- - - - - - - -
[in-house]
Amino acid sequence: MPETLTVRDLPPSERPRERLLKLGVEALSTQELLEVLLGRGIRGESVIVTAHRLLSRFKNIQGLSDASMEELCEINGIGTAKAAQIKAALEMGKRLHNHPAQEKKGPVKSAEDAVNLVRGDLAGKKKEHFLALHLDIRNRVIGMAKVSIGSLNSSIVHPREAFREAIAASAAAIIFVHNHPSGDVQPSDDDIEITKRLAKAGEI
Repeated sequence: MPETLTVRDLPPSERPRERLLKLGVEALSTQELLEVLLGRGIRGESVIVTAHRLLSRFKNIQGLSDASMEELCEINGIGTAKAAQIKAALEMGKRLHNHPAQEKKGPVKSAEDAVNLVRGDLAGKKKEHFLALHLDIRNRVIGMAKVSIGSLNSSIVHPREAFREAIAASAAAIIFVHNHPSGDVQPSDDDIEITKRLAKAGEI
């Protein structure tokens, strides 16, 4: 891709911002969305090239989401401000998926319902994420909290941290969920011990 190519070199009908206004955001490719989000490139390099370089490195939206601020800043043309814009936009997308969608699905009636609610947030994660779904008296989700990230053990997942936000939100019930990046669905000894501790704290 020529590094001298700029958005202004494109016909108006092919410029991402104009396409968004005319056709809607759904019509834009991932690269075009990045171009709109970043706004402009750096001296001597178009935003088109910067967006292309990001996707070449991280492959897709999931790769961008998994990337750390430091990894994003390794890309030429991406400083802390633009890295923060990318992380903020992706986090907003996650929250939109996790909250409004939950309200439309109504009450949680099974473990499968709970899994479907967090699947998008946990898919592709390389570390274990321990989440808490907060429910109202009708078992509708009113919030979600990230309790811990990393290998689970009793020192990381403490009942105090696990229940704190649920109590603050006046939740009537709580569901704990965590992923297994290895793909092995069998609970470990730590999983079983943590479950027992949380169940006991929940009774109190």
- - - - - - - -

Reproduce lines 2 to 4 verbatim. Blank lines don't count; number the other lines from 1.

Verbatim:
Amino acid sequence: MPETLTVRDLPPSERPRERLLKLGVEALSTQELLEVLLGRGIRGESVIVTAHRLLSRFKNIQGLSDASMEELCEINGIGTAKAAQIKAALEMGKRLHNHPAQEKKGPVKSAEDAVNLVRGDLAGKKKEHFLALHLDIRNRVIGMAKVSIGSLNSSIVHPREAFREAIAASAAAIIFVHNHPSGDVQPSDDDIEITKRLAKAGEI
Repeated sequence: MPETLTVRDLPPSERPRERLLKLGVEALSTQELLEVLLGRGIRGESVIVTAHRLLSRFKNIQGLSDASMEELCEINGIGTAKAAQIKAALEMGKRLHNHPAQEKKGPVKSAEDAVNLVRGDLAGKKKEHFLALHLDIRNRVIGMAKVSIGSLNSSIVHPREAFREAIAASAAAIIFVHNHPSGDVQPSDDDIEITKRLAKAGEI
């Protein structure tokens, strides 16, 4: 891709911002969305090239989401401000998926319902994420909290941290969920011990 190519070199009908206004955001490719989000490139390099370089490195939206601020800043043309814009936009997308969608699905009636609610947030994660779904008296989700990230053990997942936000939100019930990046669905000894501790704290 020529590094001298700029958005202004494109016909108006092919410029991402104009396409968004005319056709809607759904019509834009991932690269075009990045171009709109970043706004402009750096001296001597178009935003088109910067967006292309990001996707070449991280492959897709999931790769961008998994990337750390430091990894994003390794890309030429991406400083802390633009890295923060990318992380903020992706986090907003996650929250939109996790909250409004939950309200439309109504009450949680099974473990499968709970899994479907967090699947998008946990898919592709390389570390274990321990989440808490907060429910109202009708078992509708009113919030979600990230309790811990990393290998689970009793020192990381403490009942105090696990229940704190649920109590603050006046939740009537709580569901704990965590992923297994290895793909092995069998609970470990730590999983079983943590479950027992949380169940006991929940009774109190």